Sunday, May 12, 2024

Is aunt obligated to give nephew money intended for education?

Are you obligated to make good on a promise if the person you promised doesn’t hold up their end of the agreement?

Many years ago, a reader we’re calling Rebecca set up an educational savings account (ESA) for her nephew to support his college education. The account stipulates that it is to be used for education-related expenses.

Rebecca’s nephew has made it clear to her that he has no plans to go to college. Since he has chosen not to go to college, Rebecca asks: “Should I still give him the money?”

In a subsequent email exchange, Rebecca clarified that the ESA she set up was a Coverdell ESA, which has its own set of rules and restrictions. I am not an expert in investments, taxes or ESAs such as the Coverdell ESA Rebecca set up for her nephew. Whatever Rebecca decides to do, she should read the fine print of her account or consult a financial services professional so she can fully understand how best to do what she wants to do.

Rebecca’s nephew knows about the ESA she set up for him. She wrote that she told him she would not release any funds to him until he went to college. But she adds: “I doubt he remembers.”

My understanding is the Coverdell ESAs allow for any balances in an account be transferred to another family member younger than 30 to use for educational expenses. Rebecca wrote that she is considering transferring the money to her niece who is graduating from high school in June and scheduled to attend college in the fall.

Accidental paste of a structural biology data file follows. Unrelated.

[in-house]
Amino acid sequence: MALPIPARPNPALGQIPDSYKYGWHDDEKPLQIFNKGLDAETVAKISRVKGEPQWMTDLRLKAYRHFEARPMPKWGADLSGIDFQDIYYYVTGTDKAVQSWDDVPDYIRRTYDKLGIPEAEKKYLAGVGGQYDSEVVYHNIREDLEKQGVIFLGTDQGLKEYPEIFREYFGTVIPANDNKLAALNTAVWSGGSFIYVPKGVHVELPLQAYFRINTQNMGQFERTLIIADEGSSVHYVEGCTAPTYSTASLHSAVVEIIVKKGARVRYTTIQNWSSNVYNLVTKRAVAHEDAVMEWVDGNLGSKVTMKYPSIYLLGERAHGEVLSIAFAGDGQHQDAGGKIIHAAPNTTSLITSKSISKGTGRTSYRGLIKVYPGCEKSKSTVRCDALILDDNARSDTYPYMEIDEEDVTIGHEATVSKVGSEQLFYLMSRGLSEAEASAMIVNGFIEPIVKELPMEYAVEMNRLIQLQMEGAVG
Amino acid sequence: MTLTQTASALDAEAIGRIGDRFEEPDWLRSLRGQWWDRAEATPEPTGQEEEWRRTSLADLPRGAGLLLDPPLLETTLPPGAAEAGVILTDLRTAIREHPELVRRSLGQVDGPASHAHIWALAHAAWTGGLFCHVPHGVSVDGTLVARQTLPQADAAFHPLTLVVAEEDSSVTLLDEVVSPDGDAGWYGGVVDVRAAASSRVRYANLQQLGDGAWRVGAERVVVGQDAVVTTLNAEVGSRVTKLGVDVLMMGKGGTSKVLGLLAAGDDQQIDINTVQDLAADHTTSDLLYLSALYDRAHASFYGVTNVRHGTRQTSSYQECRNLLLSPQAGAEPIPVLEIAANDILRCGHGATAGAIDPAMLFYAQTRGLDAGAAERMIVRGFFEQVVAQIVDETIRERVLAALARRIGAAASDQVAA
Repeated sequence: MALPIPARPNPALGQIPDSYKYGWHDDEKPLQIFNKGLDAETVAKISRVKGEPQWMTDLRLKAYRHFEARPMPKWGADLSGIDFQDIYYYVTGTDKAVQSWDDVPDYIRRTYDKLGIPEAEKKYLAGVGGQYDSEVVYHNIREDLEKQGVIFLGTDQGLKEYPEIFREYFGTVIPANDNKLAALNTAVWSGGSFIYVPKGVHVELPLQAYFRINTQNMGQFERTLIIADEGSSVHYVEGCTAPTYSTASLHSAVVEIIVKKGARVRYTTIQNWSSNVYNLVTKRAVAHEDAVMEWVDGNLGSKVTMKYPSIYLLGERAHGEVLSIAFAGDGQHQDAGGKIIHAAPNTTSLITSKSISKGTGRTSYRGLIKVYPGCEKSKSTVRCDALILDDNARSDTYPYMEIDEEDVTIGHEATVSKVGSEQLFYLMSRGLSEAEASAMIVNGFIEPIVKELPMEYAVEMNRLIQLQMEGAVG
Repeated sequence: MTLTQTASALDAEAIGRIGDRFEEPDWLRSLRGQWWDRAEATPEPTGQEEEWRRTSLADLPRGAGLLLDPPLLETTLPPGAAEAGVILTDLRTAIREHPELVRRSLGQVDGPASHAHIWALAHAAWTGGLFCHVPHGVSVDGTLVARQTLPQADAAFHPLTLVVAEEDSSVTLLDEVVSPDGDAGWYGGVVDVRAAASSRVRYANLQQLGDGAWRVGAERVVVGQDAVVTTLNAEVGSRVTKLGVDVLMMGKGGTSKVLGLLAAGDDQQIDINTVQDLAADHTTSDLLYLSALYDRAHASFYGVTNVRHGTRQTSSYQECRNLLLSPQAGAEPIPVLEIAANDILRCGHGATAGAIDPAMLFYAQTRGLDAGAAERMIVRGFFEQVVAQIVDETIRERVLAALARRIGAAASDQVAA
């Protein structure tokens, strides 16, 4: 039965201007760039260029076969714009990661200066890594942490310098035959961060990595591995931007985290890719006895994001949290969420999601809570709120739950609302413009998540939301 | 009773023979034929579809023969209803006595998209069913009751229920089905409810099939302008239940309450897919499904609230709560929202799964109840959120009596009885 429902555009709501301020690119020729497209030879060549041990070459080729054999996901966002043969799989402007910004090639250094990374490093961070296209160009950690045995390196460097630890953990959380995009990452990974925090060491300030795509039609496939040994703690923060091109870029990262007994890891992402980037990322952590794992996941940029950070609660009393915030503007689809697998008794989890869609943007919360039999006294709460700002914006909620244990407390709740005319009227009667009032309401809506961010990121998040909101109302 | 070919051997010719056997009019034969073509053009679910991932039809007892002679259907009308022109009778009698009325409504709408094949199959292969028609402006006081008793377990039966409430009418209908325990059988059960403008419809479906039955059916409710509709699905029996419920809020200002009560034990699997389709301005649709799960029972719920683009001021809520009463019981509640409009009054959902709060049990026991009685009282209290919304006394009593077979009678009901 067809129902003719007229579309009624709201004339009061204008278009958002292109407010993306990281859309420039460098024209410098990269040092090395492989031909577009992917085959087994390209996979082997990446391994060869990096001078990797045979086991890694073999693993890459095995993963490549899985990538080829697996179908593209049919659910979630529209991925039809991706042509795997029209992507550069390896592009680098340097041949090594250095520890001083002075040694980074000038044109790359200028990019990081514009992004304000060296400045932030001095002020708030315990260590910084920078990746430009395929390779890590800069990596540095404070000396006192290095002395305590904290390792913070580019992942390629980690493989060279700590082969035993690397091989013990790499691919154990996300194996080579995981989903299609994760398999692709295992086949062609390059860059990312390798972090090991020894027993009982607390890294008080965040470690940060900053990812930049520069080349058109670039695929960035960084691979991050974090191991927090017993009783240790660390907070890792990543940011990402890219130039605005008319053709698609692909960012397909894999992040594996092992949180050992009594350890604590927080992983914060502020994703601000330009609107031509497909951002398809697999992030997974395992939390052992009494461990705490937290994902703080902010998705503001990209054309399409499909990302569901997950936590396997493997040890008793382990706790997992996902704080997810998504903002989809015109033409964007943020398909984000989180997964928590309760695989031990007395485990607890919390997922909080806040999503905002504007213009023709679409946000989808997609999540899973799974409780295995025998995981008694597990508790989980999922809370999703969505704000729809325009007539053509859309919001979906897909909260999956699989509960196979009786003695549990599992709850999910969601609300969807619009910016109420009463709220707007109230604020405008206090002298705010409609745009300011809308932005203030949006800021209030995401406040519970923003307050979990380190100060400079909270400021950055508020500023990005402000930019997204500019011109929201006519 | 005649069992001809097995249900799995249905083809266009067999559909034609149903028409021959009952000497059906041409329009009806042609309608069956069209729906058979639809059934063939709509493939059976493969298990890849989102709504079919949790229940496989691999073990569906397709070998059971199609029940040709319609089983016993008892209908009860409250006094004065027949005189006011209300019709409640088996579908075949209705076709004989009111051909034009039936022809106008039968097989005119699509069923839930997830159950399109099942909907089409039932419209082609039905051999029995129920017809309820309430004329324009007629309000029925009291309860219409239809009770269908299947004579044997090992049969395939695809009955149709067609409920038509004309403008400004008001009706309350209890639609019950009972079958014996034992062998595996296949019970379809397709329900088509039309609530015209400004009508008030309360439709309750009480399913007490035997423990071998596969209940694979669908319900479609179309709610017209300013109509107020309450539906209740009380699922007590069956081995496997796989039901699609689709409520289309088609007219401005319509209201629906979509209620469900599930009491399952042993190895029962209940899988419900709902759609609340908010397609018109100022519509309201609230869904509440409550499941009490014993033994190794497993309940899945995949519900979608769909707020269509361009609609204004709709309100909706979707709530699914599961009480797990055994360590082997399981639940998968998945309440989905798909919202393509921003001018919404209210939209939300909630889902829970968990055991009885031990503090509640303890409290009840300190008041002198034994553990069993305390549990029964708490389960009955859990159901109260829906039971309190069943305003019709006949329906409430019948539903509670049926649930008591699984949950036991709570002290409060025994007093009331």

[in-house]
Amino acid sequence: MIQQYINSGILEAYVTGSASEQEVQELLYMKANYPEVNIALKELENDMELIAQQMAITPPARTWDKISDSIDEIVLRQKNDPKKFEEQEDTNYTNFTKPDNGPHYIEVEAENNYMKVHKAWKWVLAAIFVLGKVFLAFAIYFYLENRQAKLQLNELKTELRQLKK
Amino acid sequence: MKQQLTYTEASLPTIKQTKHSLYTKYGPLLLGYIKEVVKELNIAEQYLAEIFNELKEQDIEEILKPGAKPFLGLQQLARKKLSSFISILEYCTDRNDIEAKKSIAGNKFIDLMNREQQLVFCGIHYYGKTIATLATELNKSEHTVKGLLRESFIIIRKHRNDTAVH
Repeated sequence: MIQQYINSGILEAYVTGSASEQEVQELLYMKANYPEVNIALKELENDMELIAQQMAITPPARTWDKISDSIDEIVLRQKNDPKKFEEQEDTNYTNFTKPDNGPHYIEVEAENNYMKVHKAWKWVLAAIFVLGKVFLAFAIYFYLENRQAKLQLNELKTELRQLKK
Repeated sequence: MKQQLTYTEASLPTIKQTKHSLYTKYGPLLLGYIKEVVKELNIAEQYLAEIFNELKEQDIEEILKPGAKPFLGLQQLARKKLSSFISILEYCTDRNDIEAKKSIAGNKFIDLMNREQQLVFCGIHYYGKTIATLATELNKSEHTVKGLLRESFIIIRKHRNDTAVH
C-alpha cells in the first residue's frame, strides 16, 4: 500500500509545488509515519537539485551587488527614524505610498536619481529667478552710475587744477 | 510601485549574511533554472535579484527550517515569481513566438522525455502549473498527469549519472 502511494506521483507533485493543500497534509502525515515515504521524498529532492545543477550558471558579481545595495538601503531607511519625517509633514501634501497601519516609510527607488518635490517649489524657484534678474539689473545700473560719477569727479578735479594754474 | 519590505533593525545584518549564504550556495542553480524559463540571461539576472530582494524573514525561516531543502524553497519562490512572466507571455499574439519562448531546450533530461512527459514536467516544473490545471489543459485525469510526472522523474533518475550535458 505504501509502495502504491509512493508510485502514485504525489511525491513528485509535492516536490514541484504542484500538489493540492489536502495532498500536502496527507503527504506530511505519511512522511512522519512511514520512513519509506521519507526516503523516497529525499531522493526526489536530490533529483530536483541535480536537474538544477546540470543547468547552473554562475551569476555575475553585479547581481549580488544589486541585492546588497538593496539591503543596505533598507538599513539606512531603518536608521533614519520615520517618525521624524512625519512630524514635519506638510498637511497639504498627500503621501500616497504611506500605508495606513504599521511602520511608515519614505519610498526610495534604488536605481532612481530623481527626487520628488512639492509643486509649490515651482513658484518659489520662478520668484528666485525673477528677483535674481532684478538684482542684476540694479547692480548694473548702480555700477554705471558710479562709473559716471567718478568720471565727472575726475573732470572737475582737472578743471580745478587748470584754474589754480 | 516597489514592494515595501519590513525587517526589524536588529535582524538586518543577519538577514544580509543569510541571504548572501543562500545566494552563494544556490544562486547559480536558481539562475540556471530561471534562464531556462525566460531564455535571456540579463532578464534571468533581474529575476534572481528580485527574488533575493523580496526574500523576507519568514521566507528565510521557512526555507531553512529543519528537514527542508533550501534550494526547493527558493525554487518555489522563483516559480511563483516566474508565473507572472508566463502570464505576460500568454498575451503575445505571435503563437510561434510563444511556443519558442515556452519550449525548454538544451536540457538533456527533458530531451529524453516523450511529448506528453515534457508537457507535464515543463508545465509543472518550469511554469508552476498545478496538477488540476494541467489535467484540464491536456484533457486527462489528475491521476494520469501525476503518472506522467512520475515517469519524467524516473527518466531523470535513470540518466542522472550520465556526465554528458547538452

Rebecca adds that she promised her nephew “a small bit, $1,000” even if he doesn’t use it for college. If she takes the $1,000 from the ESA and it’s not used for educational purposes, she may face a penalty and be obligated to pay taxes on it. Again, I’m not a financial planning expert, so Rebecca should check to make sure that she doesn’t do anything that gets her into an unexpected financial tangle.

If Rebecca made clear to her nephew that the funds she set aside were only to be used for his college education, she should feel no obligation to give him the money for some other purpose. It’s unclear if she put a time limit by which he must use the funds. If she didn’t, she could decide to tell him that the money will be there to cover some educational expenses when and if he decided to go to college, although she should check to see by what age the money needs to be used.

Before she makes any promises to her niece, the right thing is for Rebecca to decide what she plans to do with the funds and her nephew and to make that clear to him. While he might be disappointed, because the account was always set up as an education savings account, the use of any funds from it were always clear.

Jeffrey L. Seglin, author of The Simple Art of Business Etiquette: How to Rise to the Top by Playing Nice, is a senior lecturer in public policy, emeritus, at Harvard's Kennedy School. He is also the administrator of, a blog focused on ethical issues.

Do you have ethical questions that you need to have answered? Send them to

Follow him on Twitter @jseglin


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